Danielle Wain, 7 Lakes Alliance Science Director
In summer 2018, the largest alum treatment to date in New England was conducted on East Pond (Smithfield, ME) in two phases in June and October 2018 to address the recurrent algal blooms of the past 20+ years. East Pond was a prime candidate for an alum treatment because a detailed watershed loading analysis indicated that 50% of the phosphorus available to algae came from lake sediments, not predominantly from new phosphorus entering the lake from the watershed. Additionally, property owners had already made significant improvements to try and reduce runoff to only 25% of phosphorus load.
Prior to the treatment, partners 7 Lakes Alliance and Colby College had conducted extensive water quality and sediment analyses to determine the proper dose for the alum treatment, in collaboration with Maine DEP, US EPA, and an outside consultant. 7 Lakes Alliance successfully secured permits based on this scientific approach. In total, 676 acres of lake sediment were treated with 800,000 lbs of aluminum hydroxide with a total cost of $1.1M. Throughout the treatment, our team monitored pH, alkalinity, and dissolved aluminum to ensure the treatment did not significantly impact lake chemistry and ecology.
This summer, after the first phase of the treatment, East Pond had excellent water quality (Secchi depth > 5 meters). The next benchmark will be if the same water quality continues in 2019. If the benchmark is achieved, 7 Lakes Alliance and its partners are confident that the alum treatment will be effective for many years. East Pond will continue to be monitored as part of the 7 Lakes Alliance/Colby College Water Quality Initiative with the assistance of the East Pond Association.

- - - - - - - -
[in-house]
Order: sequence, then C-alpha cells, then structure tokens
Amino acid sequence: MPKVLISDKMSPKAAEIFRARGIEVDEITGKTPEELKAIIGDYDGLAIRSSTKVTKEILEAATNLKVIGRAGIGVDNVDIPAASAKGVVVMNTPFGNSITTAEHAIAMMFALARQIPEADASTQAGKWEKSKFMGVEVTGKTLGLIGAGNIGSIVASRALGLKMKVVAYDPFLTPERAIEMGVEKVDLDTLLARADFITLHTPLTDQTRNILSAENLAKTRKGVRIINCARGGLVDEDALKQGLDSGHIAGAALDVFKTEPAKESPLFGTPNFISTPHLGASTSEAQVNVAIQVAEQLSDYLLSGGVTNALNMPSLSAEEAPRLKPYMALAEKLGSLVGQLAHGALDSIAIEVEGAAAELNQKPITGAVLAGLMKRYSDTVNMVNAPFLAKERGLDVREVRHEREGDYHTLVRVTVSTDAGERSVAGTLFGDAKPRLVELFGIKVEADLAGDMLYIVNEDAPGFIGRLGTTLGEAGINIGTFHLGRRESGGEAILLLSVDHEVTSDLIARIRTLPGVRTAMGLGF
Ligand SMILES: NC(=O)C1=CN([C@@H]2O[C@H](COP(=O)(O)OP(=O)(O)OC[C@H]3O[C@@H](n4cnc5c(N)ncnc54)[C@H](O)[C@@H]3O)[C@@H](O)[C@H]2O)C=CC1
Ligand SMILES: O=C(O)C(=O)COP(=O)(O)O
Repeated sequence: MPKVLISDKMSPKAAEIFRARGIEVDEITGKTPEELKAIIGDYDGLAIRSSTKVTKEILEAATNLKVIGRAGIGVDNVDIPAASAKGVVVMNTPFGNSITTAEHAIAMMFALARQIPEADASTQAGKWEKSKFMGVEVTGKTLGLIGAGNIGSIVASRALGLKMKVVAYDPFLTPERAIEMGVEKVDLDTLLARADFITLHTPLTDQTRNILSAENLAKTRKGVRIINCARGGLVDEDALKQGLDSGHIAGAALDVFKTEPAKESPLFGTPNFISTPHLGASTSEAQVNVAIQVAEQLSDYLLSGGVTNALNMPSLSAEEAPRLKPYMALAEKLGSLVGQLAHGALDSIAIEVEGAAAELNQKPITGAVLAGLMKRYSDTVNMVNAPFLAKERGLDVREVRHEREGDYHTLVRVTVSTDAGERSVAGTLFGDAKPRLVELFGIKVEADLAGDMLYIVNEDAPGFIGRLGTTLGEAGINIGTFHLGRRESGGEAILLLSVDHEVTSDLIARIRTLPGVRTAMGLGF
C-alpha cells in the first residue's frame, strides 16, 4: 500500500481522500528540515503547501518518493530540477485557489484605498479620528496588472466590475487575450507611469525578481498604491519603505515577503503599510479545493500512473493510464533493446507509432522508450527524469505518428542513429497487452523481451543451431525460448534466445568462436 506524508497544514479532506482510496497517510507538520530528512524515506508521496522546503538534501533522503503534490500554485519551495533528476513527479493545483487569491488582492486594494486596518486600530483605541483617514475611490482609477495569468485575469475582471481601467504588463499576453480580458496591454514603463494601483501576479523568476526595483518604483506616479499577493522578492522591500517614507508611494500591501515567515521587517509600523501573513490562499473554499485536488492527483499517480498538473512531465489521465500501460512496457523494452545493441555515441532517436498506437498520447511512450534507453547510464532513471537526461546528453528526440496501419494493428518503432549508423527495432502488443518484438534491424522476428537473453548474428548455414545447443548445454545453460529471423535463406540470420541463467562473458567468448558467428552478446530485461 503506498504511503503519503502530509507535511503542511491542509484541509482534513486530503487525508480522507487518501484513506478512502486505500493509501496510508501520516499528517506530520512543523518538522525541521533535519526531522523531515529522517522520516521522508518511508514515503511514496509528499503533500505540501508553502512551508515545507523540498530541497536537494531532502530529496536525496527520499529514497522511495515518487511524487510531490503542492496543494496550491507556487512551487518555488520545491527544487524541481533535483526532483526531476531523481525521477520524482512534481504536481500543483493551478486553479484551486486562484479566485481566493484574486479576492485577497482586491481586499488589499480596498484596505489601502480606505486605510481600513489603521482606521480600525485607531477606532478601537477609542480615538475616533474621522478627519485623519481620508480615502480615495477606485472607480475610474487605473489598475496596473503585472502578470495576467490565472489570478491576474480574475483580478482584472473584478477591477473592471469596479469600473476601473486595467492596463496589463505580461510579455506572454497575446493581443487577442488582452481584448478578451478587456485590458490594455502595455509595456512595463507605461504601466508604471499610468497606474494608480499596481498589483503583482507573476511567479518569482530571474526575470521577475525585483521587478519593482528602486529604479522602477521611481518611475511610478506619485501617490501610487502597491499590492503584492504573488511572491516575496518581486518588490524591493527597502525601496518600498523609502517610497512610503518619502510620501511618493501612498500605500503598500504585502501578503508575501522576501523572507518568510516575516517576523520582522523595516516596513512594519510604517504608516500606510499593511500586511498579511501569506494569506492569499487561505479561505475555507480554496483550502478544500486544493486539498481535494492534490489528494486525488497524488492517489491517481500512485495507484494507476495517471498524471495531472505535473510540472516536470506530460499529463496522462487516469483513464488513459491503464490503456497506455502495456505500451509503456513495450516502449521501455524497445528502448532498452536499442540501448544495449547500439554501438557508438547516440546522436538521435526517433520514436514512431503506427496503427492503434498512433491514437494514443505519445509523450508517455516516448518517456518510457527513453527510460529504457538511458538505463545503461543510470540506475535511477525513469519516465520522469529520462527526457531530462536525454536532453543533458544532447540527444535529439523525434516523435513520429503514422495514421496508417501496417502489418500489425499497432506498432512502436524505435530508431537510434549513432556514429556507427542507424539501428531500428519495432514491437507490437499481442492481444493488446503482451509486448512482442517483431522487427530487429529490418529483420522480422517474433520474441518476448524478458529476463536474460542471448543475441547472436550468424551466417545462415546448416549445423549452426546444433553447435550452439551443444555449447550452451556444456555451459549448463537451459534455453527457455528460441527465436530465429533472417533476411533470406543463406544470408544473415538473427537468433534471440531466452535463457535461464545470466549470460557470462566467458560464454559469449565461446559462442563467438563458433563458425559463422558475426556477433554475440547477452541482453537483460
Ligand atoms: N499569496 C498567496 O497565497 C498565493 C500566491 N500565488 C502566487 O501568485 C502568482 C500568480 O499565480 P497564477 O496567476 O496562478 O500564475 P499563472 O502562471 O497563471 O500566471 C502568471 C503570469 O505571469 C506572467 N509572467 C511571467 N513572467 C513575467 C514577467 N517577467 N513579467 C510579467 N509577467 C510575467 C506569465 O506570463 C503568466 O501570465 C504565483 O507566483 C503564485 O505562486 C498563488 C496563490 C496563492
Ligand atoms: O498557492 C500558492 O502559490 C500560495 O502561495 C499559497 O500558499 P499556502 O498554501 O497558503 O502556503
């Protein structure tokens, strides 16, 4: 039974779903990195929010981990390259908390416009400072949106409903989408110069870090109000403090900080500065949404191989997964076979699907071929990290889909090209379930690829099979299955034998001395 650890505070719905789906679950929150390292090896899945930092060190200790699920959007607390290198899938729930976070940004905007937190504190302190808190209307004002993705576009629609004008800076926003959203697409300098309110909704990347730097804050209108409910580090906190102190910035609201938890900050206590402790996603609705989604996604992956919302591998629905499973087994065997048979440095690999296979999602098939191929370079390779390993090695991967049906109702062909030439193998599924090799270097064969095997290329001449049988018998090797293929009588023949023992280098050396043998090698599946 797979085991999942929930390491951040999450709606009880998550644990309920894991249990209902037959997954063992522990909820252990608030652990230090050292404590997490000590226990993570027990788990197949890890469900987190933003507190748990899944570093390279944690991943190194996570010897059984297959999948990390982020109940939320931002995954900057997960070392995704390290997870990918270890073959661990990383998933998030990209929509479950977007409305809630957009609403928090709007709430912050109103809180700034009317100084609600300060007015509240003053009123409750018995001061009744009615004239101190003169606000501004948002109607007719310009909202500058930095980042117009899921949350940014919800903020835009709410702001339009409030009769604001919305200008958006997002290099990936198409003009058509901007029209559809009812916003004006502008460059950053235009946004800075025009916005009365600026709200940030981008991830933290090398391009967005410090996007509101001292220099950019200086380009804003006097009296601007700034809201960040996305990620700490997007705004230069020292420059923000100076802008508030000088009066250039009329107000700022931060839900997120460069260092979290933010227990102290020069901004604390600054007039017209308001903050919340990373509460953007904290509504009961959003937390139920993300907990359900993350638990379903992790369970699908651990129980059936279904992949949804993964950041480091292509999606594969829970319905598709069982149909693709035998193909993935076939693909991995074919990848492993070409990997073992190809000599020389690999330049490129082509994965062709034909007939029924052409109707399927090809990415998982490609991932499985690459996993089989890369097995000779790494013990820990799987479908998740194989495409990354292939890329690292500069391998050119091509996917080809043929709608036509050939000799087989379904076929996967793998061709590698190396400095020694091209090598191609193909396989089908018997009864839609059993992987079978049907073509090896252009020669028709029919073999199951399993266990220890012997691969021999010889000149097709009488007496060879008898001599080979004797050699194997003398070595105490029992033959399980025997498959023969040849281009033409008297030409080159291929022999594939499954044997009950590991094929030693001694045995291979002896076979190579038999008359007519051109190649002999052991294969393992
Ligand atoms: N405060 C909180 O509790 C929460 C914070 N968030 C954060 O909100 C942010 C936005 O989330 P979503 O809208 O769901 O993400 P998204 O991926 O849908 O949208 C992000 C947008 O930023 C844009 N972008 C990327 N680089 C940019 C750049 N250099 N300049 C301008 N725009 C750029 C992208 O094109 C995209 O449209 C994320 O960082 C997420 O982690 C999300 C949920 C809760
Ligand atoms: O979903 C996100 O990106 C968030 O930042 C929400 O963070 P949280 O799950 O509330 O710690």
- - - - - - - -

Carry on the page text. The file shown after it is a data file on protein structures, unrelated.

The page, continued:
The East Pond alum treatment was the culmination of years of work investigating the sources of phosphorus in the lake, acting to reduce the external load, and carefully measuring the sediment properties to determine a proper dosage. Each one of our Belgrade Lakes is unique in terms of size, shape, and watershed characteristics, and in-lake remediation methods that work well in one lake may not work well in another. Alum treatments are another tool in our toolbox for managing our lakes but reducing phosphorus inputs from the watershed through erosion control including through Youth Conservation Corps and LakeSmart, is key to ensuring such tools work long term.